As I emptied the second half-full beer can of the morning, I mumbled, “F*ck 40.”
My tone was dismissive – as if I was saying something snide like, “I’m better than ever” or “age is just a number” or “40 is still sort of a millennial, right?”
Maybe I was trying to convince myself.
The hangover, though, has not gone away. Four months later, my solemn disposition persists. And, whether I brand my subdued mood as a mid-life crisis, depression or just a funk – the fog has been heavy, real and has lasted far too long to ignore.
I’ve started calling this mood my “fine fog” – the state of being neither great nor terrible, not good or bad, not well or sick. I am stuck being “fine.”
There is a loneliness of living in neutral. Little has been written to help guys struggling like this. Talking to my buddies about how I’m feeling isn’t appealing either and, face it, men generally stink at emotional discussions anyway.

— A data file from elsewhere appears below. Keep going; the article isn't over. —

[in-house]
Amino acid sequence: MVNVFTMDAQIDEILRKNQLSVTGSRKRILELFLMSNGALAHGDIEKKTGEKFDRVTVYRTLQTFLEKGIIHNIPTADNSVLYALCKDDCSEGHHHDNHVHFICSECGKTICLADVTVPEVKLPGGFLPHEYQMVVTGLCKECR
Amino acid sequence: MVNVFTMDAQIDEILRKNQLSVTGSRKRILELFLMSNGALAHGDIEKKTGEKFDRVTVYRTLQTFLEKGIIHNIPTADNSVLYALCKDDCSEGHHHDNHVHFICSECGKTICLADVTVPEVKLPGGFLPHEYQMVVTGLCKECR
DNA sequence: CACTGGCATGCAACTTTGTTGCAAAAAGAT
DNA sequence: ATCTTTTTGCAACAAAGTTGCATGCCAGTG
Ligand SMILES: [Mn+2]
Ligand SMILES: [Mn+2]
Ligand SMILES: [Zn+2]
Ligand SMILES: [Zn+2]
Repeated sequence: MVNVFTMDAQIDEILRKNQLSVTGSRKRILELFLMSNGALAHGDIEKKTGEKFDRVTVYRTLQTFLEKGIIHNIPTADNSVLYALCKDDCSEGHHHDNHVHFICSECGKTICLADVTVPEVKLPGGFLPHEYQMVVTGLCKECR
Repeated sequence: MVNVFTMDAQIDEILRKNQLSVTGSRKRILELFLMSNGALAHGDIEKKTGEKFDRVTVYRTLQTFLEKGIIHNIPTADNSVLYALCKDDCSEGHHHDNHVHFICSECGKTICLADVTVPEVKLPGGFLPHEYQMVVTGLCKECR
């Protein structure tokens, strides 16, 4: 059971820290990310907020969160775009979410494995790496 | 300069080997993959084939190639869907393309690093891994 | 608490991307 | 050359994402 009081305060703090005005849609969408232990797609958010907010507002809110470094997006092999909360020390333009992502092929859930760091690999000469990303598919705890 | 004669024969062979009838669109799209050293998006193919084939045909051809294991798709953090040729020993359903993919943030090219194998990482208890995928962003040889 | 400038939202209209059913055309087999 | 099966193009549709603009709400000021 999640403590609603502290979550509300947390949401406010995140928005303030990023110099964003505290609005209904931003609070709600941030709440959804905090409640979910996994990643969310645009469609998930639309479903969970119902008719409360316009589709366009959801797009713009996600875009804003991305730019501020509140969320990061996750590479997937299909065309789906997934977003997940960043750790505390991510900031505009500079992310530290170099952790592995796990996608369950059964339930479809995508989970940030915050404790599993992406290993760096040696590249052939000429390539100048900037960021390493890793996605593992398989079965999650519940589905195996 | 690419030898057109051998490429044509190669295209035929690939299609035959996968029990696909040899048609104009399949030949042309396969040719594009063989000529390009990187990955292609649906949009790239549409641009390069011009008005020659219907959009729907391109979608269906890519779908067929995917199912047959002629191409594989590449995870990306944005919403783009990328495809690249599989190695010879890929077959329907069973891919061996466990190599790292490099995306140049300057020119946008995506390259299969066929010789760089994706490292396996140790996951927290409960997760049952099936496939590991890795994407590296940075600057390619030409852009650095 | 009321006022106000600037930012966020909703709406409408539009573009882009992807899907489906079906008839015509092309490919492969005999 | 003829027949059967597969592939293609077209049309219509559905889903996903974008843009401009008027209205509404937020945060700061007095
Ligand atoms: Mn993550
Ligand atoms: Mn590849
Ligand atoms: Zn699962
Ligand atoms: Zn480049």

It is up to me to solve this. But no matter how much I tried, nothing lifted my “fine fog” – and that made me feel worse.
How could I not be “great,” I wondered. I have a great spouse, five great kids, a solid career path and relationships with friends that others covet?
It must be turning 40, right?
When I started feeling down, I thought the approaching holidays would help me regain my vigor. But no jingle bells, no silver bells, not even a trip to see my extended family helped. The fog continued to loom.
That’s when I started to realize that I might not be so fine.
When back at home after another fine day at work, I turned to my wife, “I think something is wrong, hun. I can’t seem to shake this funk. You all seem so happy, and I’m just not.”
She nodded. We talked for a while.
As it turns out, those around me had taken notice of my fine fog, too.
Later that night as I drifted off, I dismissively mumbled, “F*ck 40.”